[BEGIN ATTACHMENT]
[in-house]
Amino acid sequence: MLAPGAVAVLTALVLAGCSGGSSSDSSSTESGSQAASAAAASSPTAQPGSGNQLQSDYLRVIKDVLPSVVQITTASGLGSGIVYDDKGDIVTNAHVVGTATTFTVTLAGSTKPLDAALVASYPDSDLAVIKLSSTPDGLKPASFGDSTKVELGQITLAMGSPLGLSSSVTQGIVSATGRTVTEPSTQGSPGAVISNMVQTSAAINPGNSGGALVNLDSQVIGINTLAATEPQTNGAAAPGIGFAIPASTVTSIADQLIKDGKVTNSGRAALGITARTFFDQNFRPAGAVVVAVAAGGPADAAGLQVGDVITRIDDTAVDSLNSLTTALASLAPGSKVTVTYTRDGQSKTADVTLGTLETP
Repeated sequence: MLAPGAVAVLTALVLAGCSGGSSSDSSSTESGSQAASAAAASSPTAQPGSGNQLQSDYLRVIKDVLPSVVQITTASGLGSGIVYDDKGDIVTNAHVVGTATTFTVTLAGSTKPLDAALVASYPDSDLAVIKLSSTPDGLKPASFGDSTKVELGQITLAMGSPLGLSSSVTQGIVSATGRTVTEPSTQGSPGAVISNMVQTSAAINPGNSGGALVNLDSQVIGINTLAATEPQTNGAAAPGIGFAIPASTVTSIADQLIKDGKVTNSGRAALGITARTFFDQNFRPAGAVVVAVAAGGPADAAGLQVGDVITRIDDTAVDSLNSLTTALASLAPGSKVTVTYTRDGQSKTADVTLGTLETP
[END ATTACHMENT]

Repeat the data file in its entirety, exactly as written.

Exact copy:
[in-house]
Amino acid sequence: MLAPGAVAVLTALVLAGCSGGSSSDSSSTESGSQAASAAAASSPTAQPGSGNQLQSDYLRVIKDVLPSVVQITTASGLGSGIVYDDKGDIVTNAHVVGTATTFTVTLAGSTKPLDAALVASYPDSDLAVIKLSSTPDGLKPASFGDSTKVELGQITLAMGSPLGLSSSVTQGIVSATGRTVTEPSTQGSPGAVISNMVQTSAAINPGNSGGALVNLDSQVIGINTLAATEPQTNGAAAPGIGFAIPASTVTSIADQLIKDGKVTNSGRAALGITARTFFDQNFRPAGAVVVAVAAGGPADAAGLQVGDVITRIDDTAVDSLNSLTTALASLAPGSKVTVTYTRDGQSKTADVTLGTLETP
Repeated sequence: MLAPGAVAVLTALVLAGCSGGSSSDSSSTESGSQAASAAAASSPTAQPGSGNQLQSDYLRVIKDVLPSVVQITTASGLGSGIVYDDKGDIVTNAHVVGTATTFTVTLAGSTKPLDAALVASYPDSDLAVIKLSSTPDGLKPASFGDSTKVELGQITLAMGSPLGLSSSVTQGIVSATGRTVTEPSTQGSPGAVISNMVQTSAAINPGNSGGALVNLDSQVIGINTLAATEPQTNGAAAPGIGFAIPASTVTSIADQLIKDGKVTNSGRAALGITARTFFDQNFRPAGAVVVAVAAGGPADAAGLQVGDVITRIDDTAVDSLNSLTTALASLAPGSKVTVTYTRDGQSKTADVTLGTLETP